Essentially, my problem is that I am trying to render a scene, however, blender crashes on me early during the render. I only have about 14 total objects in the scene. (It's not that complex) I tried to render a different Blender file which was bigger than the one that I am having problems with, and the scene renders just fine. There is no difference in the render presets for both of these files. However, I still cannot render the other scene. It gets to preparing scene data, but then it crashes.
You are exaggerating with the subdivision.
Using large values on for subsurf or adding mutliple instances of the modifier will stress your system in no time.
It is better to use proper modeling and efficient topology, and keep the subdivision to low values. Less than 3 levels of subdivision should be enough for most projects.
In this case you are using multiple subsurf modifiers on some of the objects.
Doing that is not only going to cripple the performance of your computer but can even make it crash.
What exaclty is the is the issue with subsurf then?
From the blender manual:
Subdivision Surface is a method of subdividing the faces of a mesh to give a smooth appearance, to enable modeling of complex smooth surfaces with simple, low-vertex meshes. This allows high resolution mesh modeling without the need to save and maintain huge amounts of data and gives a smooth organic look to the object.
This process creates virtual geometry that is generated non-destructively without modifying the original mesh
Creating virtual subdivisions on your geometry saves you the trouble of creating smooth curved surfaces, but when you do the final render blender has to compute all of that "virtual" geometry as if it was real anyway.
With each one of the modifiers on the stack your geometry is getting subdivided: out of every quad at least 4 virtual quads will be created. A second (or third) subsurf modifier will subdivide it even further, creating a very large number of vertices in no time!
So what can you do to prevent this?
For most models it is likely you can get decent results with proper modeling and adequate topology, and using only one subsurf modifier with low values.
If the edges on your model are not round enough, consider reworking your mesh to have a greater level of detail, or cautiously increase the number of subdivisions in a single modifier. You should hardly ever need more than level 2 or 3:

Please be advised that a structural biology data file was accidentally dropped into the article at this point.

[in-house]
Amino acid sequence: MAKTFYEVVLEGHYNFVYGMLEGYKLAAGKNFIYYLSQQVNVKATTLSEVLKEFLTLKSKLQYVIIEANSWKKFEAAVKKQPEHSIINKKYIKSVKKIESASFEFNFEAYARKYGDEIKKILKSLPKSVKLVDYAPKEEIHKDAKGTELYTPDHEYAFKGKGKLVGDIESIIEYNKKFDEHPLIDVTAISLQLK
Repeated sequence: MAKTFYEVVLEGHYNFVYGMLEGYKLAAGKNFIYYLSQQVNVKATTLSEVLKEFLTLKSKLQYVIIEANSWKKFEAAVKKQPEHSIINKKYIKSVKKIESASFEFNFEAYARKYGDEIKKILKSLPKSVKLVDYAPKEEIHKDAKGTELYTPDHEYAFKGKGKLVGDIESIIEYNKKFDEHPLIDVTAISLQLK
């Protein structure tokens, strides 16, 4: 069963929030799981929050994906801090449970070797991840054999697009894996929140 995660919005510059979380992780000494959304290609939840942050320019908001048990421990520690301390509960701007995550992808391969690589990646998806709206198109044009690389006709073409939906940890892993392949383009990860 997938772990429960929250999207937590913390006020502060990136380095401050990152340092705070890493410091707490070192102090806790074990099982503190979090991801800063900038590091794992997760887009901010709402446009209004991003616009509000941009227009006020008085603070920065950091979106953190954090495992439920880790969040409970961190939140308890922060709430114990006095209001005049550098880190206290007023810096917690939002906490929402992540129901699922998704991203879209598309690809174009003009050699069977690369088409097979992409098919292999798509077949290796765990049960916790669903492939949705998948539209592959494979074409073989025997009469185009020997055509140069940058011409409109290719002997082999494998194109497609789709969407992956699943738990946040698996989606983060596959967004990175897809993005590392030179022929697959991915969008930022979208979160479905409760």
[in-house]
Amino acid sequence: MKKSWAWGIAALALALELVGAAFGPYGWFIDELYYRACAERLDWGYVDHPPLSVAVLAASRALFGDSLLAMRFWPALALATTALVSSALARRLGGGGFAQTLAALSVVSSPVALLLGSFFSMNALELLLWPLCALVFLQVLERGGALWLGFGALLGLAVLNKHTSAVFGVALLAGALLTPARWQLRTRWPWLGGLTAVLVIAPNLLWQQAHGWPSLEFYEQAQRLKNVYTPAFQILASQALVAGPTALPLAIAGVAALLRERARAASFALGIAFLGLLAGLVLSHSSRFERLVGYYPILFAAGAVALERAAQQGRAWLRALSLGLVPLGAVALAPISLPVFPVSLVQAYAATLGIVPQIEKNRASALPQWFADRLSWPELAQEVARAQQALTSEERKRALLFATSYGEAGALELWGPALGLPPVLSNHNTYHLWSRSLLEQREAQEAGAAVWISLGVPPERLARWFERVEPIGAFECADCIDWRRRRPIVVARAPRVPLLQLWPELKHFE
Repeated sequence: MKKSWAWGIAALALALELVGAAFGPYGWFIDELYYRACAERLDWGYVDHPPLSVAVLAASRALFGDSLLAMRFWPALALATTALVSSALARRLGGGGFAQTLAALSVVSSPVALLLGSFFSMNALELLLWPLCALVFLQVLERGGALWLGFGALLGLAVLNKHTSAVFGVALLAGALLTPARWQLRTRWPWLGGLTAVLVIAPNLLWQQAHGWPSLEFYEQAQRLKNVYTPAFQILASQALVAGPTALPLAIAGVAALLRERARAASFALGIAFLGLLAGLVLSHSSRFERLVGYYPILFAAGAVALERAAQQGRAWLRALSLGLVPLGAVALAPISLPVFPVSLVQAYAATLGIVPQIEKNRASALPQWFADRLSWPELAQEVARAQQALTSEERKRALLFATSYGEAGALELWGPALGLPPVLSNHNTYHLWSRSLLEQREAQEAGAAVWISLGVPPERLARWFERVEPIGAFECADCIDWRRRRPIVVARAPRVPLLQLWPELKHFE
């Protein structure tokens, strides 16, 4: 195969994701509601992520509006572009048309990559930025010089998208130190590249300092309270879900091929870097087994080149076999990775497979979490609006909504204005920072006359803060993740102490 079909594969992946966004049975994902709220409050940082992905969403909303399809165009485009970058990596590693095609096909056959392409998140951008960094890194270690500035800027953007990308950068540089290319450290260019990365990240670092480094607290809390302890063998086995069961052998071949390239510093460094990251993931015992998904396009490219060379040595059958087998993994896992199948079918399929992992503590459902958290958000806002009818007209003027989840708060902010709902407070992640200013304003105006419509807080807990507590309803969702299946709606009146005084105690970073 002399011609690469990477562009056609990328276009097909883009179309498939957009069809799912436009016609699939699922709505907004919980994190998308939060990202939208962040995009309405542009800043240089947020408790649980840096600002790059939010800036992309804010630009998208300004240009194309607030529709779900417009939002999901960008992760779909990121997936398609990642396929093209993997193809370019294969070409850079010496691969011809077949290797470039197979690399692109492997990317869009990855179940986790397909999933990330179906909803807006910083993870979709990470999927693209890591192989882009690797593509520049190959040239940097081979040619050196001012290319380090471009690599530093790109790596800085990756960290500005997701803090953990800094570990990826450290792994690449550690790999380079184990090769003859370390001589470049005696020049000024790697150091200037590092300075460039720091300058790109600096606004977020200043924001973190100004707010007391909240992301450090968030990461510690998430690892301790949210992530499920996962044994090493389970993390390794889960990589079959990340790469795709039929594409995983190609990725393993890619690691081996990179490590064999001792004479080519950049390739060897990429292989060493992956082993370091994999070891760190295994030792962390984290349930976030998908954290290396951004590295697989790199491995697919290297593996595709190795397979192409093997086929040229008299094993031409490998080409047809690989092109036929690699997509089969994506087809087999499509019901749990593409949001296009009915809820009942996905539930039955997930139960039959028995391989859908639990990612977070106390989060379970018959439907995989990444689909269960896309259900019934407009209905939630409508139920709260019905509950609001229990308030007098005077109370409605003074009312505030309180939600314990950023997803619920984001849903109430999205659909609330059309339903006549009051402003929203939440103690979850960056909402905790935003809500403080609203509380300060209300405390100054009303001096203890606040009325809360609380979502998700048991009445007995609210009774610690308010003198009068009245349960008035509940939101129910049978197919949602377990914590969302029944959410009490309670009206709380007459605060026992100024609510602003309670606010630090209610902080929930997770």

What is important to keep in mind is that for every subdivision level the number of polygons increases exponentially: It's very easy to end up with a number of vertices that exceeds what your computer can handle.
Great levels of Subsurf demand more video memory, and a faster graphics card. Blender could potentially crash if your level of Subsurf surpasses your system memory.
Note about potential crashes: Be aware that the Subsurf Modifier will need more and more memory at higher levels of subsurf, and the more dense your base mesh, the more memory you will need. In 32 bit systems, Blender could potentially crash with malloc errors, when you surpass 2~3 GiB of memory used. This is not a Blender bug. Blender, when paired with a 64 bit system, could use 64 GiB of memory, thus reducing the chances of malloc() errors.
To get an idea of how many vertices are created with every subdivision level take a look at this charts:
(click on the images to enlarge)
But what if I still need high levels or more than one Subsurf modifer in the stack?
Sometimes you do need to use a subsurf modifier to create denser geometry for other modifiers to work, and then you need to have a second subsurf modifier to smooth out the result. For example when using a displace modifier:
In those cases you might want to consider applying the modifiers and/or decimating or retopologizing your mesh, all in the interest of having a number of vertices that is reasonable enough, so that your system can handle it.